Standing side by side with enforcers in the fight against wildlife crime

IFAW UK’s Campaigns and Enforcement Manager Tania McCrea-Steele addresses delegates at the 25th National Wildlife Crime Conference.The end of November marked the beginning of the UK’s 25th National Wildlife Crime Conference which brought together police, Customs and non-governmental organisations (NGOs) which work to protect wildlife by upholding the rule of law as well as organisations with an interest in trading, shooting or hunting animals.

This year’s gathering was particularly significant as not only was it a milestone for the conference itself, but we were coming together in the run-up to the UK Government’s international Illegal Wildlife Trade summit which is due to take place in February 2014. We heard about how the Prince Wales and the Duke of Cambridge had rallied together representatives from around the globe in May in order to try to stamp out the killing of elephants, rhinos and tigers for unnecessary, luxury products.

The UK Government has now stepped in with the aim of maintaining momentum to tackle this complex network of organised criminals profiting from the killing of wildlife as well as working to reduce demand in the Far East for rhino horn, ivory and tiger bone.

I was pleased to have the opportunity to share with enforcers the work that IFAW has been doing in partnership with other NGOs to ensure the UK has its own house in order when it hosts the international summit that will bring together Heads of State and senior level politicians from around the world.

My presentation included our approach to the Environmental Audit Committee (a cross-party parliamentary select committee) to look at the UK’s approach to wildlife crime enforcement. This led to calls for the long-term funding of the National Wildlife Crime Unit (NWCU) and the establishment of expert prosecutors in England and Wales, amongst other things. Although our push for funding of the NWCU resulted in its survival for another year the Unit remains endangered. We are also waiting to see what action the Crown Prosecution Service will take to ensure wildlife crime does not remain a low risk, high-profit criminal activity.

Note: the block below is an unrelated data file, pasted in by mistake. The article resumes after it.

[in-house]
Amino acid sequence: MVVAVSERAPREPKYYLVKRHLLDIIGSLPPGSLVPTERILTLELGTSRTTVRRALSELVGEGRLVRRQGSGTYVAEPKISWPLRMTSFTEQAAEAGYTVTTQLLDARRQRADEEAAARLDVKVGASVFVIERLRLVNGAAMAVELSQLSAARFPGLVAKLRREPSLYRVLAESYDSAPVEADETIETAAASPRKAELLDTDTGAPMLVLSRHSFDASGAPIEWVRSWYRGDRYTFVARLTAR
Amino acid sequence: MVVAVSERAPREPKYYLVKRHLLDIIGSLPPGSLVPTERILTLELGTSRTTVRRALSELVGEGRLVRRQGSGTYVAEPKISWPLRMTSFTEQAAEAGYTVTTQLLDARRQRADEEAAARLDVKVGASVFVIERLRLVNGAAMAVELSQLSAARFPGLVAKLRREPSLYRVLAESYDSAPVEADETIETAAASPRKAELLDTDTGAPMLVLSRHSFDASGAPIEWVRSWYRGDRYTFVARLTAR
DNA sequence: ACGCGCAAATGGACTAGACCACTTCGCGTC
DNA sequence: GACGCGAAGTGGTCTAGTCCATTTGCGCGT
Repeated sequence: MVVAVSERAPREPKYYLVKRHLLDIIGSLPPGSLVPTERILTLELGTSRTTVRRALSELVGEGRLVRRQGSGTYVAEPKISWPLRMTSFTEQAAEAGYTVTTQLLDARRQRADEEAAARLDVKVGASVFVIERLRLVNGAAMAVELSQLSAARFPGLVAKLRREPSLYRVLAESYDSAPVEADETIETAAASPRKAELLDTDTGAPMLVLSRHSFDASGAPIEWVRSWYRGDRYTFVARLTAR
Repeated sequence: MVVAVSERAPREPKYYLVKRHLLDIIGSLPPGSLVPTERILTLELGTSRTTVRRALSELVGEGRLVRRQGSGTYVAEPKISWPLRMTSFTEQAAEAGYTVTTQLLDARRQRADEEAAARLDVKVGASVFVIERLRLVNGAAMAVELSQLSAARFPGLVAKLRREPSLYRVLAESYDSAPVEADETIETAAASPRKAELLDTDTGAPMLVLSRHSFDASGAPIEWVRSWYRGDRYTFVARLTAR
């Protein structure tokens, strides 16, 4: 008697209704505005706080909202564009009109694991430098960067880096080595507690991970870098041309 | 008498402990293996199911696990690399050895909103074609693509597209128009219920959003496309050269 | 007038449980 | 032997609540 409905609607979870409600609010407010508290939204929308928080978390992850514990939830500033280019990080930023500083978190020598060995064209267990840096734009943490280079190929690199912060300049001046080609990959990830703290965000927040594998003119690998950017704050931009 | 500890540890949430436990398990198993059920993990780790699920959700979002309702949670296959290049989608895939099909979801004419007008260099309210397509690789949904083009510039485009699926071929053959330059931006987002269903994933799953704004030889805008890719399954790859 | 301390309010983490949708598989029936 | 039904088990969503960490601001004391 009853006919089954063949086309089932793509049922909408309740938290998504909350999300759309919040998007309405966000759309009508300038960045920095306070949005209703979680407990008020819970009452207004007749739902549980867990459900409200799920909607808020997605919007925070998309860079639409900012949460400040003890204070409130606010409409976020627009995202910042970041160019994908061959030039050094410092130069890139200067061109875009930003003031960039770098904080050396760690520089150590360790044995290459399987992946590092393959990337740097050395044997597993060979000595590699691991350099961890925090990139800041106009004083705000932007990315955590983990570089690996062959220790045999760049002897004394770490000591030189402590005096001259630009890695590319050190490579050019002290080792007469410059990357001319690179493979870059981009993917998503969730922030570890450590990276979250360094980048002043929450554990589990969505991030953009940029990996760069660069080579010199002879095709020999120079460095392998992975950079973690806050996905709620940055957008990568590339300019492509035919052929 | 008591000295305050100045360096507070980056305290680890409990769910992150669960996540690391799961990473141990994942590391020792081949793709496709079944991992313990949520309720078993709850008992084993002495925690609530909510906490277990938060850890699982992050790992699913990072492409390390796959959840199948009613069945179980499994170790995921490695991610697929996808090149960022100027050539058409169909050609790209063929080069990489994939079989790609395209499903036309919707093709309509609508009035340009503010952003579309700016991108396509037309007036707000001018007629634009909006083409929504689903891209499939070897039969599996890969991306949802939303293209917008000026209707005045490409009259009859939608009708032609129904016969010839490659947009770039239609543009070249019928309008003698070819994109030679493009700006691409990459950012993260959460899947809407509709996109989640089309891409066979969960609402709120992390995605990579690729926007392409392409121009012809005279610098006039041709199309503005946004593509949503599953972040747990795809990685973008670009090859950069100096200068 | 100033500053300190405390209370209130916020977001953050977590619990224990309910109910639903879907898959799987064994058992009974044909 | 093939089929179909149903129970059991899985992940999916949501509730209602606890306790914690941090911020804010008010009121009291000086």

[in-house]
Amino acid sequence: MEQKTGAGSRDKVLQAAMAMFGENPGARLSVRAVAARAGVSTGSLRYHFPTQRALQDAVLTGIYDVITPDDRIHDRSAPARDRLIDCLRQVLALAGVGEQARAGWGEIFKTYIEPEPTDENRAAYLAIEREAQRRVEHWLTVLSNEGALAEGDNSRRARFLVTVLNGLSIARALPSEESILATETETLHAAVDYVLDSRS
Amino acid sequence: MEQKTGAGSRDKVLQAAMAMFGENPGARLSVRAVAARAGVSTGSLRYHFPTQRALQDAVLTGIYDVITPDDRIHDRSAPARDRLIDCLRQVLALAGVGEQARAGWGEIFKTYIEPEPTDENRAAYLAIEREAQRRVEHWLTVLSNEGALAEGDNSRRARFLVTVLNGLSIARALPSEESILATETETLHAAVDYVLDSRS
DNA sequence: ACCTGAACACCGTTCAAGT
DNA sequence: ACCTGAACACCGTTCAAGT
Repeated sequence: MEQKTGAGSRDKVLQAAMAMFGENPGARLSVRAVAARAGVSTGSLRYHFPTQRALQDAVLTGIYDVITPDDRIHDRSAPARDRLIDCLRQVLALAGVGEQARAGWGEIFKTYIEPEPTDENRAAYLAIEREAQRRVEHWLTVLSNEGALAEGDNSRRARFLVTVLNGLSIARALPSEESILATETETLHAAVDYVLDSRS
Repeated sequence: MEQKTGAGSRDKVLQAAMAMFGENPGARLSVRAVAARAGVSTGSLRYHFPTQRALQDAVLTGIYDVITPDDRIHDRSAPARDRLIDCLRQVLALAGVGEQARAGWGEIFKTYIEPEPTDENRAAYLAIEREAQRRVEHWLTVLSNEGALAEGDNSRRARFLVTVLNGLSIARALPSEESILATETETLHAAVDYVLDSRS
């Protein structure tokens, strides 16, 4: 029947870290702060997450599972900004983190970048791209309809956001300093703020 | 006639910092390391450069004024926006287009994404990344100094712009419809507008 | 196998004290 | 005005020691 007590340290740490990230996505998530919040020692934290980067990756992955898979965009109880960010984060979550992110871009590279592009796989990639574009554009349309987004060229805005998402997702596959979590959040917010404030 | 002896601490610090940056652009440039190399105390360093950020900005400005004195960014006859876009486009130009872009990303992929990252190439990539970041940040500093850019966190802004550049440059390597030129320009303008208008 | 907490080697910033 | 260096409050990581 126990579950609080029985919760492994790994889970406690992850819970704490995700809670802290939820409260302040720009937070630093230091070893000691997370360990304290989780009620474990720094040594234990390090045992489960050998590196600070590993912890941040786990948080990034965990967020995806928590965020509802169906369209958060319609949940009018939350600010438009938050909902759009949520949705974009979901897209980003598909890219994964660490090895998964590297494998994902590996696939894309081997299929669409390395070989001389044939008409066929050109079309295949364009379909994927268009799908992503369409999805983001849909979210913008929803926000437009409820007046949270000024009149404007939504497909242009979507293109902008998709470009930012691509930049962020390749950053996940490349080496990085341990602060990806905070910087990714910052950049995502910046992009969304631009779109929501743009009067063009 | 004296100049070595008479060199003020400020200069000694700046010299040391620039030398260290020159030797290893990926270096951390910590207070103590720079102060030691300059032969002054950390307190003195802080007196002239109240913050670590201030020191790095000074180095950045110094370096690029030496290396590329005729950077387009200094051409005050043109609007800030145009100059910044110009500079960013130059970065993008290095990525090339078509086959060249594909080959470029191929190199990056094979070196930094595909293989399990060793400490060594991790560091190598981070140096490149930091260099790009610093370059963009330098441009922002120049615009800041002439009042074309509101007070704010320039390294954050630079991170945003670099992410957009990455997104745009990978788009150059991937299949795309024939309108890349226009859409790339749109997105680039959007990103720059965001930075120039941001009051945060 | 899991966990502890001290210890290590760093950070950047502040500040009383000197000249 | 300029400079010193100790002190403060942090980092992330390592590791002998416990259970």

I was also able to highlight that there is strong support for this work within the Police and Crime Commissioner community with a third of those elected having signed a pledge to tackle wildlife crime following correspondence from IFAW supporters as well as contact from Wildlife and Countryside Link, which facilitates partnership working between conservation and animal welfare NGOs.

During the course of the conference my colleague Jordi Casamitjana, myself and many other enforcers  saw some very harrowing images. From Africa there was a photo of a rhino that had collapsed on the ground, its face a bloody stump after its horn had been shorn off, while footage from the UK showed men setting fighting dogs on foxes for their ‘entertainment’. These pictures will haunt me and the others who endured them, but I was encouraged to see how many people had come together to stamp out this suffering.

In the UK we have reason to be proud of the fact that we have first class enforcers and expert investigators working for NGOs who are specifically trained to catch criminals that seek to take pleasure from cruelty to animals or make money by endangering protected wildlife.

This was made very clear when Jon Palfrey, a long-standing wildlife crime police officer from Gloucestershire Constabulary, spoke at the conference. I have known him for many years and have always been impressed by his passion and commitment to protecting wildlife and therefore was deeply saddened to hear he has been diagnosed with terminal cancer. Being seriously ill didn’t prevent this officer from coming to the conference and giving a heartfelt, impassioned speech about how we must all continue to fight wildlife crime long after he is gone.

This was the first wildlife crime conference for the newly appointed Association of Chief Police Officer Lead on Rural and Wildlife Crime, Chief Constable Simon Prince of Dyfed Powys Police. He noted how struck he was with the commitment of officers and NGOs to combat wildlife crime and I look forward to his support in ensuring this serious crime is given the attention and support it needs from UK police forces.

--TM

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